Saturday, March 15, 2008


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Don’t believe the lies. They stopped using mercury in dog vaccines in 1935. The adverse reactions were too dangerous, Eli Lily reported. They removed mercury from cattle vaccines in the early 1990s; too damn harmful for the beasts of burden. But mercury-laced vaccines for your baby? The government said that was just fine.

Thanks to monstrous oversight by government health agencies, American infants were injected with high levels of mercury, part of a mandated program designed to protect our children. Just how much mercury was delivered into the bloodstreams of vulnerable babies? By the time New Jersey representative, David Weldon, demanded an answer to this very question in 2003, mercury was routinely used for as many as 30 infant vaccinations.

The truth was damning: a baby receiving all her recommended vaccines would, by the age of just two months, have received 118 times the acceptable daily dose of mercury for a full-grown adult.

Autism rates increased tenfold during a period in which the rate of mercury-laced vaccines, foisted on an unsuspecting public, tripled.

Coincidence? Only in the official memos of the Centers for Disease Control and Prevention (CDC).

Unofficially, the truth was known. Leaked internal correspondence at the CDC shows department fears and an attempt to cover-up the mistake.

“We are in a bad position from the standpoint of defending any lawsuits, and I am concerned,” noted one CDC advisor. The agency’s concern with its image greatly outweighed its desire to protect the health of 40 million infants vaccinated in the 1990s.

Peter Patriarca, then with the Federal Drug Administration (FDA), voiced his alarm that his agency would be found “asleep at the switch for decades by allowing a potentially hazardous compound to remain in many childhood vaccines…”

This ‘potentially’ hazardous heavy metal was finally outlawed from the majority of infant vaccinations in late 2002, some 67 years after it was deemed a danger to canines. Even then, the CDC refused to admit its gross negligence, claiming there was no evidence that thimerosal, a mercury-containing preservative used in vaccines to prevent bacteriological infections, had any negative affect upon children, and could not be linked to the sudden rise in autism.

The sudden removal of thimerosal in 2002 was parlayed as a precaution, and despite overwhelming evidence of a correlation between mercury and autism in infants, no government agency is yet willing to admit the link, not even the FDA which recommended pulling mercury from over-the-counter drugs in 1982.

Why do these agencies continue to stonewall?

In the 1970s, a mere one child in every 10,000 developed autism. By the late 1990s, when mercury was being used in MMR, HIB, and Hep-B vaccines, the rate had shot up to one child in every 500. Current statistics from the CDC now place rates of autism at one child in every 150.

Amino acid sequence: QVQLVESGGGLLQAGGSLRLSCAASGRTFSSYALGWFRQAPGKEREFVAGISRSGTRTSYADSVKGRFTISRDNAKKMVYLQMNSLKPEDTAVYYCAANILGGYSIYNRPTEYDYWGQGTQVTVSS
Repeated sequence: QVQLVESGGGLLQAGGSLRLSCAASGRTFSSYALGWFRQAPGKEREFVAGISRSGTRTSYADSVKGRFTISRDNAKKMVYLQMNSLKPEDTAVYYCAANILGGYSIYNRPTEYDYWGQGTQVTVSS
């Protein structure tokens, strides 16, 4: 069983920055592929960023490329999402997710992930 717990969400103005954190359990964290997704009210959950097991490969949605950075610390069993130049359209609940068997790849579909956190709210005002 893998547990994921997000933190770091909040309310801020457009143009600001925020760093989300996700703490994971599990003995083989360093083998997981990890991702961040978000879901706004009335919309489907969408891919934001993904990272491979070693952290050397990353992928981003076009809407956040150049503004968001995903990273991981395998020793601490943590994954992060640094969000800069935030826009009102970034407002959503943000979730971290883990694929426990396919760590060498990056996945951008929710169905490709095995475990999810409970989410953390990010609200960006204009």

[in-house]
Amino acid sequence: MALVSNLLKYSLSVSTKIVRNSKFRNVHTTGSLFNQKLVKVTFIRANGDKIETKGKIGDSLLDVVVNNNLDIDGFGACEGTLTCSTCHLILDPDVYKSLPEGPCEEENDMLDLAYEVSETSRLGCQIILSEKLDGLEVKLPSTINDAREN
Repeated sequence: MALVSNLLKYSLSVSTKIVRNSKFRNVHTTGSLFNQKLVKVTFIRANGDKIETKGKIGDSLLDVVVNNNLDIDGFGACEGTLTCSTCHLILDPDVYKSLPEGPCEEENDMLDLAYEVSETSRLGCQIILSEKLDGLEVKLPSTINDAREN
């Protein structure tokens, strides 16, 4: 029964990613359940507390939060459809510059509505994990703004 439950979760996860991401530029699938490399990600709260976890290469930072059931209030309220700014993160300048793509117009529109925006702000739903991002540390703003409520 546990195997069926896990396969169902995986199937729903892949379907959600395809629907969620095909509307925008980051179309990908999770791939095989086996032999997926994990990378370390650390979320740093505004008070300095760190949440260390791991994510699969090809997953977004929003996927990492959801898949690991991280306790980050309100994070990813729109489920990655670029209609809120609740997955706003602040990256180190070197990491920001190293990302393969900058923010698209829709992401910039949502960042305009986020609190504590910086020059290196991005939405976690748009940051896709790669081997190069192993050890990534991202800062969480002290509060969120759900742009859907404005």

Any admittance of mercury’s link to autism would cost the healthcare industry hundreds of billions of dollars. The recent class action lawsuits against both the asbestos and tobacco industries would pale by comparison. A link would also undermine the government’s program for child immunization and potentially set back our fight against diseases such as rubella by decades.

That the CDC, FDA and other agencies are able to deny mercury’s link to autism lies in ignorance. To this date, no comprehensive study detailing the affects of ethylmercury (metabolized by the human body through the injection of thimerosal) has been produced, despite its use in infant vaccines for 70+ years. Scientists make an incredulous assumption that ethylmercury behaves the same as methylmercury (metabolized through the consumption of fish) in the human body. The CDC may claim it is unaware of a link between mercury and autism simply because it hasn’t bothered to look.

Others have.

In 2001, members of Safe Minds published a report in the journal Medical Hypotheses, detailing the relationship between autism and mercury toxicity. They highlighted the case of Pink’s Disease, prevalent in the 1950s, which presented very similar symptoms to autism. Pink’s Disease was linked to the common use of mercury-laced tooth powder. Once the product was removed from store shelves, Pink’s Disease rapidly disappeared.

A 2003 study showed that healthy children excreted eight times more mercury through their hair than did autistic children, suggesting mercury was a root cause of the incurable disease.

A CDC study suggesting that the rise in autism might be attributable to diagnostic substitution (where doctors are more comfortable admitting the presence of autism rather than some other condition) has been debunked by Mark Bloxhill, a board member of the American Academy of Pediatrics.